Your money or your life

The current ruckus between retail giant Amazon.com and publisher Hachette will have a huge impact on the publishing industry. Amazon already dominates the retail book business. There used to be numerous bookstores along Bloor Street over the 10 km between my house in the west end and Yonge Street in downtown Toronto. Now there is one. To date, no one has given much consideration to authors, nor is that likely to change. A group of 900 authors took out a full-page ad last week in the New York Times to protest Amazon’s monopoly power, but the public won’t rally to the...

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Robin Williams 1951-2014

The suicide of Robin Williams is a chilling reminder of what’s important in life and what’s not. The only time I ever saw Williams in person was in Florence a decade ago. He was ambling alone along Via dei Calzaiuoli, one of the pedestrian streets in the city’s historic centre, carrying a large Dolce & Gabbana shopping bag. Despite dark glasses and a stubble beard, he was instantly recognizable. People were gawking at him and popping out of shops for a better look. His body language was fascinating. His eyes were fixed on the pavement two metres ahead. Every once in...

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A tale of two teams

On my way to the Blue Jays game last night, I caught up and passed another fan wearing an Arencibia shirt, the worst-hitting catcher we’ve ever had. We traded J.P. to Texas but he got his vengeance when he clubbed a three-run homer last time he was through town. Anyway, I asked this man, “How are we going to do tonight?” To which he replied, “Depends on which team shows up.” Indeed. The Bad Blue Jays showed up and we lost 9-3. I’ve been down to the ballpark nine times so far this season and the Bad Blue Jays have...

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Shavian success

Never take seriously what a theatre critic says. That’s never been more true than it is about The Philanderer, now playing at the Shaw Festival. Robert Cushman of the National Post tells chapter and verse about the plot but never quite gets around to saying whether he likes the play or not. At one point he even says he’s going to plagiarize himself from a 2007 review by joking he “would never have joined any club that would have me as a mentor.” Of course, Cushman is also sampling Groucho Marx, not just himself.  Globe and Mail critic J. Kelly Nestruck’s...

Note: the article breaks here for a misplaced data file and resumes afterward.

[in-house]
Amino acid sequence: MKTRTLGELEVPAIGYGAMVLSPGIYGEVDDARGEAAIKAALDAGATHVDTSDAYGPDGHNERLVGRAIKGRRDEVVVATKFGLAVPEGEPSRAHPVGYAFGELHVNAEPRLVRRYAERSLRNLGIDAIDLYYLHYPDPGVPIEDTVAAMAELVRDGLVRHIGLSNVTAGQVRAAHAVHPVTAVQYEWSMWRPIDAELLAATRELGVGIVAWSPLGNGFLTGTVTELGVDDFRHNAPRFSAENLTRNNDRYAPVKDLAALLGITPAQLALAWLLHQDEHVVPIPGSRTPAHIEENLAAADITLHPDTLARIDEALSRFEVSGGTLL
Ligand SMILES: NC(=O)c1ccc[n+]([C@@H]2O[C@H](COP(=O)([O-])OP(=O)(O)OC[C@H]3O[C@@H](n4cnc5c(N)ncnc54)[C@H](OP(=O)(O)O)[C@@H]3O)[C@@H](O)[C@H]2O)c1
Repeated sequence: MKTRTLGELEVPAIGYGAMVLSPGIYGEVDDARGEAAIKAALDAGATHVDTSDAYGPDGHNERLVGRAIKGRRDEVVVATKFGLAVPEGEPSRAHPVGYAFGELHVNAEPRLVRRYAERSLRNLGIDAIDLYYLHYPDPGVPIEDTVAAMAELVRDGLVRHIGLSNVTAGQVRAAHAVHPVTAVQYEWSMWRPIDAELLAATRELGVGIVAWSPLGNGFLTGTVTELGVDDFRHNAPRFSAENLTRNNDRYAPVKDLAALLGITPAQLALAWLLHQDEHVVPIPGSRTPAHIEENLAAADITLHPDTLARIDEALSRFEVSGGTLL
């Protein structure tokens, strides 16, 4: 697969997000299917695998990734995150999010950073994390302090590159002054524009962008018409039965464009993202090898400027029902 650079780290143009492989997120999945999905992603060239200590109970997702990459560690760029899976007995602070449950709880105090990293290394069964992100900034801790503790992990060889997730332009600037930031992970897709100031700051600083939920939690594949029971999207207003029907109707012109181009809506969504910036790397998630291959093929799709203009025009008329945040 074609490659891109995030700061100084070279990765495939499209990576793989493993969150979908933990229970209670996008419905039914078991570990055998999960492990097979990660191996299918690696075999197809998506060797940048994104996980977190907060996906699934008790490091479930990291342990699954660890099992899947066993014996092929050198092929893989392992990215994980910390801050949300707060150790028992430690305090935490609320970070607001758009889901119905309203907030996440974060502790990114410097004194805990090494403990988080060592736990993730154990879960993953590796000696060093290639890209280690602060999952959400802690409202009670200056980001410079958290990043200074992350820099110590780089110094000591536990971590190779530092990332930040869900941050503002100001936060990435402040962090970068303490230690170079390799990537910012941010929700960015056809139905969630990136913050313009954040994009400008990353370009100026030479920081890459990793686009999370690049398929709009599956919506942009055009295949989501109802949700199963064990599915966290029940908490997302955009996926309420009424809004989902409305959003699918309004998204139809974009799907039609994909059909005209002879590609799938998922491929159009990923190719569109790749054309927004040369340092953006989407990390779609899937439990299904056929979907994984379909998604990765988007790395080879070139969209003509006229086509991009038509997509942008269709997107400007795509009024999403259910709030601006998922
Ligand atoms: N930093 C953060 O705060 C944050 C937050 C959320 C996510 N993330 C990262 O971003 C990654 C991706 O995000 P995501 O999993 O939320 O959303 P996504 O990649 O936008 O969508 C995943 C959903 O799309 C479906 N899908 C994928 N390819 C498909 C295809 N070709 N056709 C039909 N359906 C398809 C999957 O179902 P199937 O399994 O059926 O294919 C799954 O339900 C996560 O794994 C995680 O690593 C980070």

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Make mine sugar-free

My problem with Sugar Beach is not the three dozen pink umbrellas that cost $11,000 each or the $500,000 spent on decorative rocks. No, my problem is that you feel like an idiot sitting in one of those white Muskoka chairs with nothing much to do and even less to look at. Mind you, I’m fair-skinned so sun tanning is taboo, but what kind of a beach has no access to nearby Lake Ontario for wading or swimming? Moreover, since there’s no place to walk, there’s no way to admire bikinis going by, either. Depending how early you arrive, your...

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Consider the alternative

A while back, when Kentucky Fried Chicken updated its logo and began calling itself KFC, they also altered the presentation of founder Colonel Harland Sanders. He now wears a chef’s apron and, I swear, looks younger than he used to. Or maybe it’s because I’m getting older. I recently celebrated my 70th birthday so I’ve now had my biblical three score and ten. I know I’m no spring chicken, but I don’t feel 70, either. Until some young man in his early 20s offers me his seat on the subway. I always accept. Might as well enjoy the fruits of...

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Right time, right place, good luck

Donald J. Savoie has written an excellent book about an entrepreneur who deserves to be celebrated. The book, Harrison McCain: Single-Minded Purpose (McGill-Queen’s), tells how Harrison and his brother Wallace, built McCain Foods from a rural startup in backwater New Brunswick to a global powerhouse that makes and sells one-third of all the french fries in the world. “One world, one fry,” was the company motto. From a profit of $1,822 in its first year of operation in the 1950s, McCain Foods has annual revenues of more than $6 billion today. Savoie, who holds the Canada Research Chair in Public...

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Borderline personality

I have a confession to make. When I was bureau chief (and all the Indians) for The Financial Post in Washington, D.C. from 1989-93, there were occasions when I would make news happen. Here’s how it would work. If by 11 a.m. I couldn’t see an obvious story that would interest my editors, I’d phone around. There were three sure-fire calls. One was a guy I knew at a U.S. organization that had a long-standing trade fight with Canada. I won’t name him. It’s OK to embarrass myself, but I’m not going to snitch on someone else. I’d ask him...

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